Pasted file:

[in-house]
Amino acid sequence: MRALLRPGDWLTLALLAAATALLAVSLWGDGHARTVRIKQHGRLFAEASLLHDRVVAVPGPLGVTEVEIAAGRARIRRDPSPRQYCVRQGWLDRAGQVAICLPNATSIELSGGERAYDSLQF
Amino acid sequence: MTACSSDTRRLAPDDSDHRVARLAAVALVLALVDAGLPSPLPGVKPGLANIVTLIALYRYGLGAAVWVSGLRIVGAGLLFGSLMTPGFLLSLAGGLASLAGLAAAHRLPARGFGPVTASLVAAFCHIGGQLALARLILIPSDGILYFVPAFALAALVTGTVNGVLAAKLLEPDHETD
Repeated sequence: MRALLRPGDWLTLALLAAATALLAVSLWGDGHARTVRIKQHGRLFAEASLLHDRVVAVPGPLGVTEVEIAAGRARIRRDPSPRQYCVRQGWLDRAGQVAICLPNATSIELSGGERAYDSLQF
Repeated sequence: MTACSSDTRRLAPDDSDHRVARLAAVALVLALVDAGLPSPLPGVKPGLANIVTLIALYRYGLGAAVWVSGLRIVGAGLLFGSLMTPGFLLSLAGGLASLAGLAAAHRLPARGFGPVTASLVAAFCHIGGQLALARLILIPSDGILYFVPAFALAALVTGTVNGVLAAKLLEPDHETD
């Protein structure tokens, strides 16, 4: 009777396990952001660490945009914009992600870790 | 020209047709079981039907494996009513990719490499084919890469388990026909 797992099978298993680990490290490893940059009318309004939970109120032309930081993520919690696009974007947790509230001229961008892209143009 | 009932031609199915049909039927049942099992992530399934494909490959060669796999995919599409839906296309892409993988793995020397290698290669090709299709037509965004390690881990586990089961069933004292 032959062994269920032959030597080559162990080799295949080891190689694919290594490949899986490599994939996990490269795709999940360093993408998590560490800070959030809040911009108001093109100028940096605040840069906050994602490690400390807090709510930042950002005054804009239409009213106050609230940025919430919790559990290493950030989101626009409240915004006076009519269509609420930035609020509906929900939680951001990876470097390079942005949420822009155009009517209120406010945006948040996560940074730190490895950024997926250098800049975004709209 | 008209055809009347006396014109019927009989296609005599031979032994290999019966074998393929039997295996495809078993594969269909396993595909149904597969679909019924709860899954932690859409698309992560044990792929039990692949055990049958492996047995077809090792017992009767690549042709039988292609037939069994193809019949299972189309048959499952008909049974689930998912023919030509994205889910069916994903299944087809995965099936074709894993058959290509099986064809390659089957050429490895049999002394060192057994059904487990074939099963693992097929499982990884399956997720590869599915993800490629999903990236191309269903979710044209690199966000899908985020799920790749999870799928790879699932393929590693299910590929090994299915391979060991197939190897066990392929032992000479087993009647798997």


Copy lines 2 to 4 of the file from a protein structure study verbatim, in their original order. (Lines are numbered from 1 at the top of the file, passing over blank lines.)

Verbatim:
Amino acid sequence: MRALLRPGDWLTLALLAAATALLAVSLWGDGHARTVRIKQHGRLFAEASLLHDRVVAVPGPLGVTEVEIAAGRARIRRDPSPRQYCVRQGWLDRAGQVAICLPNATSIELSGGERAYDSLQF
Amino acid sequence: MTACSSDTRRLAPDDSDHRVARLAAVALVLALVDAGLPSPLPGVKPGLANIVTLIALYRYGLGAAVWVSGLRIVGAGLLFGSLMTPGFLLSLAGGLASLAGLAAAHRLPARGFGPVTASLVAAFCHIGGQLALARLILIPSDGILYFVPAFALAALVTGTVNGVLAAKLLEPDHETD
Repeated sequence: MRALLRPGDWLTLALLAAATALLAVSLWGDGHARTVRIKQHGRLFAEASLLHDRVVAVPGPLGVTEVEIAAGRARIRRDPSPRQYCVRQGWLDRAGQVAICLPNATSIELSGGERAYDSLQF